Home Coronavirus How India Is Coping With The Third Wave? – 2021

How India Is Coping With The Third Wave? – 2021

by Tracy Finke

India’s COVID-19 outbreak is skyrocketing these days. When the pandemic sprouted, India was one of the few countries that went against all odds by having a much more controlled epidemic than what had been predicted.

But now, it is seeing a deadly third wave that’s bringing this tropical nation’s healthcare sector to its knees. Natvisa.com is reporting that all category eVisas (business, conference, and medical have been reinstated) except the tourist eVisa.

Read on to find out what’s behind this, how much of an effect the new mutated strain has caused, and if you should get a vaccine.

Surge In Cases

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The current daily frequency of new COVID cases in India is over 400,000 as per JHU CSSE COVID-19 Data. What worse, the total COVID-related deaths in India are over a dreadful 250,000!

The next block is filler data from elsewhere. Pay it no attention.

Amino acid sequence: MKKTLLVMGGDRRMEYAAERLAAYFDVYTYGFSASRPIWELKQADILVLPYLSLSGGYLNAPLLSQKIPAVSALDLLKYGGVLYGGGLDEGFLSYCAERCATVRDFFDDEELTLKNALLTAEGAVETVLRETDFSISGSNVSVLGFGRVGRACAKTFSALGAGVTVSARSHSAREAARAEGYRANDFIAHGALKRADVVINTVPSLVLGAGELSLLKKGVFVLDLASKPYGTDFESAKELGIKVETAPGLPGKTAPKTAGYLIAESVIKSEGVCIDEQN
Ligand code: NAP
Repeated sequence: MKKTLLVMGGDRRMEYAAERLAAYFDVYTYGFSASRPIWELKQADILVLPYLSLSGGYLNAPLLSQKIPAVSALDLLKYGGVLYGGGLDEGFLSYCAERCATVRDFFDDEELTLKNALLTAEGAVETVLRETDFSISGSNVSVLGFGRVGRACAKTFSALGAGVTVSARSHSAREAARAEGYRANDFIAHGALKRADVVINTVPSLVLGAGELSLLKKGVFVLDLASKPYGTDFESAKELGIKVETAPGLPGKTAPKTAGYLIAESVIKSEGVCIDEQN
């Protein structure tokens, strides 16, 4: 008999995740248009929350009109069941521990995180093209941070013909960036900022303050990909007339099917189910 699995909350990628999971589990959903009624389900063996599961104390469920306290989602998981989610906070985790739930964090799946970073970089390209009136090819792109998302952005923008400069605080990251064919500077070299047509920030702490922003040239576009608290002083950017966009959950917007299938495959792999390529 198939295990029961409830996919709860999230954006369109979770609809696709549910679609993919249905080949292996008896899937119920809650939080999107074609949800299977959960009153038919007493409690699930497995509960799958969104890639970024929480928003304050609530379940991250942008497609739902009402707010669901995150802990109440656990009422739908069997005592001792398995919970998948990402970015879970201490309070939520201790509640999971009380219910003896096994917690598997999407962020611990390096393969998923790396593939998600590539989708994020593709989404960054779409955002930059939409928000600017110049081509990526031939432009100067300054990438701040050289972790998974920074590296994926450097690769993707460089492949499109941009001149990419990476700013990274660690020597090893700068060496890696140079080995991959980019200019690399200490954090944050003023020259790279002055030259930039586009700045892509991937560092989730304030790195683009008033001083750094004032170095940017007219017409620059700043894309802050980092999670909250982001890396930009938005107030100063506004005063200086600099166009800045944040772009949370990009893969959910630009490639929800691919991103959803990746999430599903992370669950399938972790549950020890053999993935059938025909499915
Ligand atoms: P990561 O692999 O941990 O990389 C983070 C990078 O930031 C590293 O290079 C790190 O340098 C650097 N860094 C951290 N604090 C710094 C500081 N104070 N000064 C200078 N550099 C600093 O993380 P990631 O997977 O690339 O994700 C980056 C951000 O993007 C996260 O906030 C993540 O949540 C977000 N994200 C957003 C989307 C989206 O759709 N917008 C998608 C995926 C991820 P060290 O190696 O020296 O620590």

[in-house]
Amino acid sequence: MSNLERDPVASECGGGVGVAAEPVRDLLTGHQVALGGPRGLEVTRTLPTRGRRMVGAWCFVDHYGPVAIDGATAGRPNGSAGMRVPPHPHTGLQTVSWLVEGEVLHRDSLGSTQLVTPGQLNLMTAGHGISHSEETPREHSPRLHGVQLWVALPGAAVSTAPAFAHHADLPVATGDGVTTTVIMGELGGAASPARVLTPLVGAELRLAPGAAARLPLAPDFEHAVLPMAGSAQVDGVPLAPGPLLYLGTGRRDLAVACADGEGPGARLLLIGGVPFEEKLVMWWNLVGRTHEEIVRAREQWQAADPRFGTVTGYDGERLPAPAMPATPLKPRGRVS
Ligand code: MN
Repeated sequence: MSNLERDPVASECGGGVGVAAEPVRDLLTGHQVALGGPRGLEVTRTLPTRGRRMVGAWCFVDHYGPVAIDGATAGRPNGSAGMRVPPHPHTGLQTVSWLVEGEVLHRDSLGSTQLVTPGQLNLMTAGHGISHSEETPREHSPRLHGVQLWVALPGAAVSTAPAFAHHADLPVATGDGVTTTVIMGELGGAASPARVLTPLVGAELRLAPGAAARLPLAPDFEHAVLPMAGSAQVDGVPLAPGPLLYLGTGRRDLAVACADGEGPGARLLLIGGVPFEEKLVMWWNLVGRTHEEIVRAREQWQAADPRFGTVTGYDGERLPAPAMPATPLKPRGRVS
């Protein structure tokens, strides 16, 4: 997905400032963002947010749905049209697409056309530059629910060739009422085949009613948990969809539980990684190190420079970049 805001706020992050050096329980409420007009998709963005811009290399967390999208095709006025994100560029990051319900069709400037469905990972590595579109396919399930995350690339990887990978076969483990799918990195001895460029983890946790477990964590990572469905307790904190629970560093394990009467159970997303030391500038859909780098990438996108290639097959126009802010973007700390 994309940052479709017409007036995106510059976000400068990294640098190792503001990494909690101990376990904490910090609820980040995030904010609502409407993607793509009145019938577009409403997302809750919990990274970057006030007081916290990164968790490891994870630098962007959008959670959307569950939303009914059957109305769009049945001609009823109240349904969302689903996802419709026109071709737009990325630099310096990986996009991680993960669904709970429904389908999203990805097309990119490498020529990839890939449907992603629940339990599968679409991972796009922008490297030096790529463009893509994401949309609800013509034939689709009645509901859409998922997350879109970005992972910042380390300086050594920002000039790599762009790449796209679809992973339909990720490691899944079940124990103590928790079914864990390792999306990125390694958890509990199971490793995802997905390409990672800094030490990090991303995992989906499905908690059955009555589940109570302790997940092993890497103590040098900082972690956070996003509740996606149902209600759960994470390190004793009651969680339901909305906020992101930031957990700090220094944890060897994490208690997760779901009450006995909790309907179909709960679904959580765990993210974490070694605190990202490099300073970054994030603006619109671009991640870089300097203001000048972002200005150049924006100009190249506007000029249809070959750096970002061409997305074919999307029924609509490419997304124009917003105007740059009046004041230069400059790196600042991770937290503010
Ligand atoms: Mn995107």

Even though India isn’t the only country witnessing abounding cases, it surely has been hit the hardest. Several countries in Europe are now seeing surges in numbers as well. These are largely linked to the abatement of restrictions and grown social mobility.

The remarkable increment in the number of COVID cases in India is startling, given that by some estimations, as high as about 27% of the Indian population were believed to have antibodies to combat COVID-19, with this numeral rising to about 50% in large cities.

To counter the massive third wave surge, India commenced its vaccination initiative on the 16th of January and by the beginning of April had declared that it had successfully administered more than 100 million vaccines! That too, in a record 85 days, contrasted to the USA’s 89.

However, this figure is more like a drop in the ocean for a nation of over 1.4 billion people!

Current Entry Policy

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India has implemented strict entry guidelines for visitors.

As of now, most flights to India are discontinued from March 22, 2020, to date. They’ll remain suspended until further notice.

However, this does not pertain to flights that carry assets and goods for commerce, or essential supplies along with their aircrew staff, cleaners, helpers, etc.